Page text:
The state budget includes more than $27 million over two years to add 3,525 new Pre-K slots, eliminating 75 percent of the waitlist for at-risk children, yet falls short of Governor Cooper’s call to eliminate the entire waitlist for Pre-K students.
A much debated bill that changes the way that career-switchers can enter the teaching profession passed out of the General Assembly and awaits action by the governor. The bill establishes a new residency model to replace the old lateral entry model, authorizes entities meeting certain criteria to become educator preparation programs, changes the GPA requirement for licensure, and makes other modifications. Some lawmakers were wary of the move to allow any approved entity to become a preparation program, arguing that the colleges and universities that currently run such programs have thoroughly studied the issue and are the best to educate future teachers. Others took issue with the GPA change, saying that a 2.7 GPA requirement may be too high, as individuals who are switching careers may have lower GPAs from a more rigorous major. The final version of the bill created an exception to the GPA requirement for students with at least 10 years of relevant experience.
Community College Funding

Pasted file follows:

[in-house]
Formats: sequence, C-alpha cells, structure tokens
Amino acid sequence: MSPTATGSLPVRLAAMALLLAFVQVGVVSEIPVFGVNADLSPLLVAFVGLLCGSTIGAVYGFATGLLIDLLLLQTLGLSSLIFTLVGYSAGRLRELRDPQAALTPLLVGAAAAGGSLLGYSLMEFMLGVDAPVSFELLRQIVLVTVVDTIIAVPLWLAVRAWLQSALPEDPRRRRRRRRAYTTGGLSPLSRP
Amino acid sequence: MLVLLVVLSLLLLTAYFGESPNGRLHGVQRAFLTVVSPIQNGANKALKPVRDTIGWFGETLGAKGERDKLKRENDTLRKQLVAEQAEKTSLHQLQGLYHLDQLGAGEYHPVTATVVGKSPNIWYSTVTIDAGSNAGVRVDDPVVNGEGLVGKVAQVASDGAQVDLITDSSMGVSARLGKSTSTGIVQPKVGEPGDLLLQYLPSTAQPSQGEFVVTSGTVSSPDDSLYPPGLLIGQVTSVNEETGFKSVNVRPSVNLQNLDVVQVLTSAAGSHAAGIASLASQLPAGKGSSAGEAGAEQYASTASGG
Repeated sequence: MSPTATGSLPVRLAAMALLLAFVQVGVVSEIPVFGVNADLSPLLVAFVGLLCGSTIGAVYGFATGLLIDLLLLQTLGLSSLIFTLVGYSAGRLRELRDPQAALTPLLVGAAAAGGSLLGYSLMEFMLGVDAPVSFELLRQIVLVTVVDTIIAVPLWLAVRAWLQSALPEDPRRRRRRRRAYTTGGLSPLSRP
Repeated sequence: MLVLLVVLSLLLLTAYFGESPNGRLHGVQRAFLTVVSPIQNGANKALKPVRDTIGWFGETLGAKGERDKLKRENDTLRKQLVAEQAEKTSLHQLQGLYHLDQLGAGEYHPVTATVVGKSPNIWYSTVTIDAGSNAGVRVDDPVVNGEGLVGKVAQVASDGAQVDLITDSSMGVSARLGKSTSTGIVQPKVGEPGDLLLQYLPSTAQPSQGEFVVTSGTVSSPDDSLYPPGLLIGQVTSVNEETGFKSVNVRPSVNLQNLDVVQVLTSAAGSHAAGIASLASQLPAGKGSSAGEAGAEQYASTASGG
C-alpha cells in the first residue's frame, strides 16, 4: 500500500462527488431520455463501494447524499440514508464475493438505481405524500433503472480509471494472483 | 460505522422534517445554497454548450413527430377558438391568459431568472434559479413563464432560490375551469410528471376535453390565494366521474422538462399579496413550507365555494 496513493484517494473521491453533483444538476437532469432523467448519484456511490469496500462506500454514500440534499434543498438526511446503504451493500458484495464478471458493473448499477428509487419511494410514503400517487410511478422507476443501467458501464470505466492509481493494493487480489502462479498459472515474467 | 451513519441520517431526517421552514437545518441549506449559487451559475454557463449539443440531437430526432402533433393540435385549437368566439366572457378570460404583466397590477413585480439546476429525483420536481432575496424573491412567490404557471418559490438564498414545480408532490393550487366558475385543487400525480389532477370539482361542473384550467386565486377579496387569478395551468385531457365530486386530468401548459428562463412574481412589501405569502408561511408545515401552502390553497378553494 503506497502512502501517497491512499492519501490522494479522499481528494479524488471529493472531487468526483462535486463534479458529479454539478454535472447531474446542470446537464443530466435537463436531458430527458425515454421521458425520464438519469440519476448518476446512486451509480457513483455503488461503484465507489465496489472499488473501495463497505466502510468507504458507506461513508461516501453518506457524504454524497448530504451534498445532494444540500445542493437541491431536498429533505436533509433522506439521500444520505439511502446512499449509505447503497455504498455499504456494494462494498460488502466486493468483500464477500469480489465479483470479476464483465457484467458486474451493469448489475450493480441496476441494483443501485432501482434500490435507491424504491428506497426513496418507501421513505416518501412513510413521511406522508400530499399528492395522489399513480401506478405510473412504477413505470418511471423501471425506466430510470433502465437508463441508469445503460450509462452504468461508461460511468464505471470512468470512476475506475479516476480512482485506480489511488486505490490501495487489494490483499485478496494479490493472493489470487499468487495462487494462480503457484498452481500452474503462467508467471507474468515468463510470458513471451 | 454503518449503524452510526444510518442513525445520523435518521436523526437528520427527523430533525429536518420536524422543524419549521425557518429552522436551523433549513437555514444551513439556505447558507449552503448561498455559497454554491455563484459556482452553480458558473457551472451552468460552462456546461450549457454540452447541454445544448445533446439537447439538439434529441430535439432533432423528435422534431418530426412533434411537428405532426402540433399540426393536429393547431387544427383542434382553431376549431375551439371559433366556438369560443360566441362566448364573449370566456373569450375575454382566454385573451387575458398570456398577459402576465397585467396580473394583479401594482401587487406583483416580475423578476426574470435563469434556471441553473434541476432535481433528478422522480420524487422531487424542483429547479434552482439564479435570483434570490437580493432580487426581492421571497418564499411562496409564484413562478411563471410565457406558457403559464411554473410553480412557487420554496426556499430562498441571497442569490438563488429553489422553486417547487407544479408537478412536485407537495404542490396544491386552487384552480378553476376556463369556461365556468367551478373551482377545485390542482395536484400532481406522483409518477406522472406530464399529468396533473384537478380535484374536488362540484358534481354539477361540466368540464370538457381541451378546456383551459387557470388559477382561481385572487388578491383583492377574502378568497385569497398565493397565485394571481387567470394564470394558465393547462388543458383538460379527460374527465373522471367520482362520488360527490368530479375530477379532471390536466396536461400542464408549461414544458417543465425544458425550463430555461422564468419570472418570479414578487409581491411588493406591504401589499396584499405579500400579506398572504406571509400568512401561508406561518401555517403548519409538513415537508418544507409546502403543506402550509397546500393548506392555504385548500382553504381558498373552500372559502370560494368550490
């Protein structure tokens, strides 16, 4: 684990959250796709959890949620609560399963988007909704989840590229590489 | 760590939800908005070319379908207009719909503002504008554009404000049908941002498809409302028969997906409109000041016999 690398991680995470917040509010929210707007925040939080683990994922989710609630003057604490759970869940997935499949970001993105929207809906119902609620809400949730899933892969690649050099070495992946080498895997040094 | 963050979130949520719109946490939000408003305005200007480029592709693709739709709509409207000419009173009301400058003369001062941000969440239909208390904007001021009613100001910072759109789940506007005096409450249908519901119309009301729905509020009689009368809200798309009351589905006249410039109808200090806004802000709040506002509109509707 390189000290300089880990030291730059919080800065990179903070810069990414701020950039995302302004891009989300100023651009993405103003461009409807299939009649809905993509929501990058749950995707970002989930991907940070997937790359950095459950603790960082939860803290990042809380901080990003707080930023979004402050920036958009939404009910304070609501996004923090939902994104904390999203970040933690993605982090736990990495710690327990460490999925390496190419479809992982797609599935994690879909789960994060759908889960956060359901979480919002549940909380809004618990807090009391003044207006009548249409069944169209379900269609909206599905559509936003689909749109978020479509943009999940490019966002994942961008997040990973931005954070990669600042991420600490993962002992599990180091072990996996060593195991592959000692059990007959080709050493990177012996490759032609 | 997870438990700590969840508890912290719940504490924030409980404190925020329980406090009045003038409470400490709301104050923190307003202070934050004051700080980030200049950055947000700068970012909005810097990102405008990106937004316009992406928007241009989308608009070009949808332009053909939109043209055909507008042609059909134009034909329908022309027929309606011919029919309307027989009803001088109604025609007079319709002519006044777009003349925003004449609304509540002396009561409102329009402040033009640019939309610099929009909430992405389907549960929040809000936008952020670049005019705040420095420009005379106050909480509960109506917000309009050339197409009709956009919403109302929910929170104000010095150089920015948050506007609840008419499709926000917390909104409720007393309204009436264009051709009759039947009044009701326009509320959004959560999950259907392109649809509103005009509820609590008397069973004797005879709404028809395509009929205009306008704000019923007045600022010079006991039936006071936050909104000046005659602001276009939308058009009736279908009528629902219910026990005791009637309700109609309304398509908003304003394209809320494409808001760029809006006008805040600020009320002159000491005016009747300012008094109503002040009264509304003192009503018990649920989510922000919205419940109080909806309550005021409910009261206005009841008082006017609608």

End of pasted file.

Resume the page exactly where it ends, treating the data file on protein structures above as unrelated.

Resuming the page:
The state budget allocates funds to a number of areas related to community colleges. The system will receive $10 million in additional compensation for community college employees and additional assistance for workforce training programs.
The state budget includes a number of funding changes to the UNC system. $18 million in new funding is allocated for medical education, including increases to the UNC School of Medicine and its Asheville campus. Additionally, the budget allocates $2.5 million yearly to North Carolina A&T to support doctoral programs and another $1.4 million to the Cheatham-White Scholarship Program, which will provide up to 20 scholarships at N.C. A&T. The budget also provides additional funding to help financially stabilize Elizabeth City State University.
Elections and Ethics Law
Judicial candidates are now required to include their political affiliation on the ballot when seeking election. House Bill 100, Restore Partisan Elections/Sup. & Dist. Court, was the first bill Governor Cooper vetoed and the first bill the General Assembly voted to override. Proponents of the bill say the requirement gives elections more transparency, while the governor and other opponents claim judges should be elected based on experience and ability, not political party.
State Elections & Ethics Board
The legislature changed the composition of the newly formed State Board of Elections and Ethics Enforcement early in the 2017 session to require the governor’s eight appointments to be evenly split between Republicans and Democrats. The General Assembly voted to override Governor Cooper’s veto of the bill.